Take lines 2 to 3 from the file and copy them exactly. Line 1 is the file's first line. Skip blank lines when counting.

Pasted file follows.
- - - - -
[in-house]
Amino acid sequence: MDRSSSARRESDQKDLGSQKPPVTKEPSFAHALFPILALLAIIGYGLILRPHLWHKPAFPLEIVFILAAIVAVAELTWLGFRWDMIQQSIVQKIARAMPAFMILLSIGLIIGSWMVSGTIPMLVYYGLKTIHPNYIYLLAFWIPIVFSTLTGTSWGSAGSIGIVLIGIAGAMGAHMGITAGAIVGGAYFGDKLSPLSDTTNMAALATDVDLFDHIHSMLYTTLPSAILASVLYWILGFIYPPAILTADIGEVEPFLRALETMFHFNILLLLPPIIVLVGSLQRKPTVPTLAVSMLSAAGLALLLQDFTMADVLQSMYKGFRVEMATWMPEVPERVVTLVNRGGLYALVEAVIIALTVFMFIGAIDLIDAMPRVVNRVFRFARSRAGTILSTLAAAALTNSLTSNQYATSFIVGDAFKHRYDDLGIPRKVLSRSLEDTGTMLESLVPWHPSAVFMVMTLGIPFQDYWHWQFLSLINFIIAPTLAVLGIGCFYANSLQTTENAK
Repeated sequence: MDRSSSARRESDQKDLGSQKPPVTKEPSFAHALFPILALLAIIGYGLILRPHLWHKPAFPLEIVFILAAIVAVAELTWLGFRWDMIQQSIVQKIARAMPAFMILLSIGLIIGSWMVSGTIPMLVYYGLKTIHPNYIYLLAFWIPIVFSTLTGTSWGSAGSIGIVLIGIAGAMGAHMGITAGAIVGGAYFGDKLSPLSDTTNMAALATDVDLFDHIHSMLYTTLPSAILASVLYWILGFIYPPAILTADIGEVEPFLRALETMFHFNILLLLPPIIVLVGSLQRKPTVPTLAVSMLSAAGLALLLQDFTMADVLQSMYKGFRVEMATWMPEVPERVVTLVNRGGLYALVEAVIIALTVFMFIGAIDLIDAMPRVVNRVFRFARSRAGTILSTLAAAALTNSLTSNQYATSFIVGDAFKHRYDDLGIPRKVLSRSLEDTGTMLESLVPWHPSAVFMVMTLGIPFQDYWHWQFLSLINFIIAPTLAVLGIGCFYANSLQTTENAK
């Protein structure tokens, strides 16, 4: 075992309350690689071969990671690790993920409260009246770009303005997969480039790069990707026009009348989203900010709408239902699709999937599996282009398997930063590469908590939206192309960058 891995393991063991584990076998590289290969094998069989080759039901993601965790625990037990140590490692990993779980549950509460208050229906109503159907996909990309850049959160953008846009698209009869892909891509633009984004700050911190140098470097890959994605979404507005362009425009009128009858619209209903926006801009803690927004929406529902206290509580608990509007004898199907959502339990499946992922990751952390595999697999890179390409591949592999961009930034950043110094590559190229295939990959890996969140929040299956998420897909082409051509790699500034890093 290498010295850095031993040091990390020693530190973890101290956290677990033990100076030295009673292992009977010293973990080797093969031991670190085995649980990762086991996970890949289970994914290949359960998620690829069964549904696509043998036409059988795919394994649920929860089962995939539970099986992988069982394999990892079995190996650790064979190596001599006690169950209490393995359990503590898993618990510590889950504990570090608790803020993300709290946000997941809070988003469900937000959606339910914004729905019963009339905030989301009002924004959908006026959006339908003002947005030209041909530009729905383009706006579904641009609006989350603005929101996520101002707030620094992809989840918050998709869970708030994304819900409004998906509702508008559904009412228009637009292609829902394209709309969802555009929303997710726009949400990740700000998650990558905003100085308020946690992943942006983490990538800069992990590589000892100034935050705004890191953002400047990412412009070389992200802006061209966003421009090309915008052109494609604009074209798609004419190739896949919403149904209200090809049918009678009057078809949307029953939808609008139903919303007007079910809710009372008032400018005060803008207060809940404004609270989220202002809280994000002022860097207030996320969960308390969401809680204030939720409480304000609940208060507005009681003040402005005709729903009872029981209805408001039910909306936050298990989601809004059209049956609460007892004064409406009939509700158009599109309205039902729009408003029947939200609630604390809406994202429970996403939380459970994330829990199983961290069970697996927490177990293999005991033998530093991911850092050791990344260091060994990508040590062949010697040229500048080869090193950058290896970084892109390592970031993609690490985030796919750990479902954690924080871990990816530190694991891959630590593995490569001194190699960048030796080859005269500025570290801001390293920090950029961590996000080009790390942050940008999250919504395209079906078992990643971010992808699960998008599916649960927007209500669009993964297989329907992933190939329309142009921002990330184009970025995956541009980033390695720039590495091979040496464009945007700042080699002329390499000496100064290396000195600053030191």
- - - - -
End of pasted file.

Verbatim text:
Amino acid sequence: MDRSSSARRESDQKDLGSQKPPVTKEPSFAHALFPILALLAIIGYGLILRPHLWHKPAFPLEIVFILAAIVAVAELTWLGFRWDMIQQSIVQKIARAMPAFMILLSIGLIIGSWMVSGTIPMLVYYGLKTIHPNYIYLLAFWIPIVFSTLTGTSWGSAGSIGIVLIGIAGAMGAHMGITAGAIVGGAYFGDKLSPLSDTTNMAALATDVDLFDHIHSMLYTTLPSAILASVLYWILGFIYPPAILTADIGEVEPFLRALETMFHFNILLLLPPIIVLVGSLQRKPTVPTLAVSMLSAAGLALLLQDFTMADVLQSMYKGFRVEMATWMPEVPERVVTLVNRGGLYALVEAVIIALTVFMFIGAIDLIDAMPRVVNRVFRFARSRAGTILSTLAAAALTNSLTSNQYATSFIVGDAFKHRYDDLGIPRKVLSRSLEDTGTMLESLVPWHPSAVFMVMTLGIPFQDYWHWQFLSLINFIIAPTLAVLGIGCFYANSLQTTENAK
Repeated sequence: MDRSSSARRESDQKDLGSQKPPVTKEPSFAHALFPILALLAIIGYGLILRPHLWHKPAFPLEIVFILAAIVAVAELTWLGFRWDMIQQSIVQKIARAMPAFMILLSIGLIIGSWMVSGTIPMLVYYGLKTIHPNYIYLLAFWIPIVFSTLTGTSWGSAGSIGIVLIGIAGAMGAHMGITAGAIVGGAYFGDKLSPLSDTTNMAALATDVDLFDHIHSMLYTTLPSAILASVLYWILGFIYPPAILTADIGEVEPFLRALETMFHFNILLLLPPIIVLVGSLQRKPTVPTLAVSMLSAAGLALLLQDFTMADVLQSMYKGFRVEMATWMPEVPERVVTLVNRGGLYALVEAVIIALTVFMFIGAIDLIDAMPRVVNRVFRFARSRAGTILSTLAAAALTNSLTSNQYATSFIVGDAFKHRYDDLGIPRKVLSRSLEDTGTMLESLVPWHPSAVFMVMTLGIPFQDYWHWQFLSLINFIIAPTLAVLGIGCFYANSLQTTENAK